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Larger timepieces are bought by women as the line between the sexes blurs

Time for a change… it’s the gender-fluid watch: Larger timepieces are bought by women as the line between the sexes blurs

  • The number of larger watches being sold to women has grown by 23 per cent
  • Report by Watches of Switzerland Group highlighted the rise of unisex watches
  • Watchmakers traditionally produced designs for either men or women, but line is now blurring


Given today’s gender-fluid times, the rise of the unisex watch was perhaps inevitable.

Watch-makers have traditionally produced designs for either men or women, but now it seems the line between the sexes is blurring.

A report by the Watches of Switzerland Group revealed the number of larger watches – over 28mm – sold to women has increased from 39 per cent to 62 per cent. 

A report by the Watches of Switzerland Group revealed the number of larger watches – over 28mm – sold to women has increased from 39 per cent to 62 per cent (stock image)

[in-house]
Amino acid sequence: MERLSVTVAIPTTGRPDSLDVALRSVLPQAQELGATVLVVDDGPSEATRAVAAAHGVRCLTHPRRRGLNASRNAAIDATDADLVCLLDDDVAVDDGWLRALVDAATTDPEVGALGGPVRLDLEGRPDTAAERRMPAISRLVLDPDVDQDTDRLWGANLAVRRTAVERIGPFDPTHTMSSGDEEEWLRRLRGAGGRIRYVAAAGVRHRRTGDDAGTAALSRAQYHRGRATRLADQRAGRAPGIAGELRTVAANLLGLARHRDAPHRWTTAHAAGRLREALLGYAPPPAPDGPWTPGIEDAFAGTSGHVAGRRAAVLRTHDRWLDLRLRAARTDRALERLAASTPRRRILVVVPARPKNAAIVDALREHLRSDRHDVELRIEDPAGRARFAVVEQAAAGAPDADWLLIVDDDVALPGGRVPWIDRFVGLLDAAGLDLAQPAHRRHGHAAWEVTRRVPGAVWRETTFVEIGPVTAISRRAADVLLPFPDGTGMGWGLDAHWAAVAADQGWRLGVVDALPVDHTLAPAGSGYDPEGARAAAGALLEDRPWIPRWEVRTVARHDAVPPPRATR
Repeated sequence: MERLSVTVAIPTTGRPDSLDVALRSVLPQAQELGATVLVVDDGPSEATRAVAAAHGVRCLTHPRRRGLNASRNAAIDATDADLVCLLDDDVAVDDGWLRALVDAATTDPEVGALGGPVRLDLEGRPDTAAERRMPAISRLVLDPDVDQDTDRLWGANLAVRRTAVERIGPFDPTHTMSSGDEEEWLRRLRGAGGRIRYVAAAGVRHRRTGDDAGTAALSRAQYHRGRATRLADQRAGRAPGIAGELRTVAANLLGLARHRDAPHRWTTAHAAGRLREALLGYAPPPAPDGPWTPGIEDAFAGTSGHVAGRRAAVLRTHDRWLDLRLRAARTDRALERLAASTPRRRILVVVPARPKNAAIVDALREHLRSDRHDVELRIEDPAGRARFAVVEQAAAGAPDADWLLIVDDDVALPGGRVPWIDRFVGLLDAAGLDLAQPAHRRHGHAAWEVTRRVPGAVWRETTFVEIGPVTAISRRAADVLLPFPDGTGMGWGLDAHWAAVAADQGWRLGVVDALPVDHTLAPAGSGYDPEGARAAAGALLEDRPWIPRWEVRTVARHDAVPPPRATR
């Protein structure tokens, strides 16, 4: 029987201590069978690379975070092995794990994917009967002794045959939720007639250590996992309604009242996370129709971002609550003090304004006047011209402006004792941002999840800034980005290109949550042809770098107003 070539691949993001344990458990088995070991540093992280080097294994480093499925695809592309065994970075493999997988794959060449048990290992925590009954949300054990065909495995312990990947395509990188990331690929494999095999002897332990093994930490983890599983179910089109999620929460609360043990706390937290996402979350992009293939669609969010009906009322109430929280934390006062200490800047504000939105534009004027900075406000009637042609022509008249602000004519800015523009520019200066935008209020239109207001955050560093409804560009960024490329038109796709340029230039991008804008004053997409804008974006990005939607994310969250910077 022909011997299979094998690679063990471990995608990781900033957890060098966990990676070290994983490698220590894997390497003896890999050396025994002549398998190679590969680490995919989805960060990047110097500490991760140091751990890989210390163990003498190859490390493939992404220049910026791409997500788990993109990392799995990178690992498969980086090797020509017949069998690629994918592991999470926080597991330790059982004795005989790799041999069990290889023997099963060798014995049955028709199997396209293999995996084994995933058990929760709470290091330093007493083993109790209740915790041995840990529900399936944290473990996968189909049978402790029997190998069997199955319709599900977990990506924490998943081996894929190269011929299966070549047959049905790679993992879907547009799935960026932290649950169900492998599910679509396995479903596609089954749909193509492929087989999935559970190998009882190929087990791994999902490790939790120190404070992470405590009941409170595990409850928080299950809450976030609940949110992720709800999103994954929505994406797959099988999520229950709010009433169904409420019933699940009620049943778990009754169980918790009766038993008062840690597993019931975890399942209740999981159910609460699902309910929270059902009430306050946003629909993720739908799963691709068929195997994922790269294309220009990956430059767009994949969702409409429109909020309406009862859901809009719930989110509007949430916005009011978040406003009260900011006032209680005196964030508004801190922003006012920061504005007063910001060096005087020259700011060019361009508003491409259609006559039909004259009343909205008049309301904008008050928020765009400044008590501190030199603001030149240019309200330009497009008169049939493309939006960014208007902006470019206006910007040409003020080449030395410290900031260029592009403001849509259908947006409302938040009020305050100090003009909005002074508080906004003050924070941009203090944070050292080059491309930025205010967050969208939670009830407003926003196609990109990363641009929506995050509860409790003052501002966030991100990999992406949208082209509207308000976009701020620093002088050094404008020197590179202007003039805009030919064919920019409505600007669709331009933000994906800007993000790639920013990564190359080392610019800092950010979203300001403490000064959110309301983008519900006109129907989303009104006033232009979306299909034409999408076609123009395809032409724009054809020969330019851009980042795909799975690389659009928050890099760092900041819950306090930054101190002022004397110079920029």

The typical size of a woman’s watch is between 24mm and 28mm.

The unisex watch debate was recently highlighted when Cara Barrett, 35, a luxury watch expert, wrote in online magazine Hodinkee: ‘I see watches that were marketed to men but that I happen to like.

‘It’s enough to make me wonder, why are these considered men’s watches at all? Why aren’t they just… watches?’ 

Ms Barrett, who is the founder of the children’s genderless watch brand Parchie, told The Mail on Sunday last night: ‘Genderless watches will open up the conversation to everyone, instead of telling each demographic what they should wear. A watch is a watch.’

Watch-makers have traditionally produced designs for either men or women, but now it seems the line between the sexes is blurring (stock image)

Watch-makers have traditionally produced designs for either men or women, but now it seems the line between the sexes is blurring (stock image)

Hanushka Toni, the co-founder of fashion platform Sellier Knightsbridge, said: ‘Interestingly, women are requesting larger vintage models that were originally designed as watches for men.

‘However, we are not yet seeing the trend work the other way. We are not yet seeing men buying watches designed for women.’

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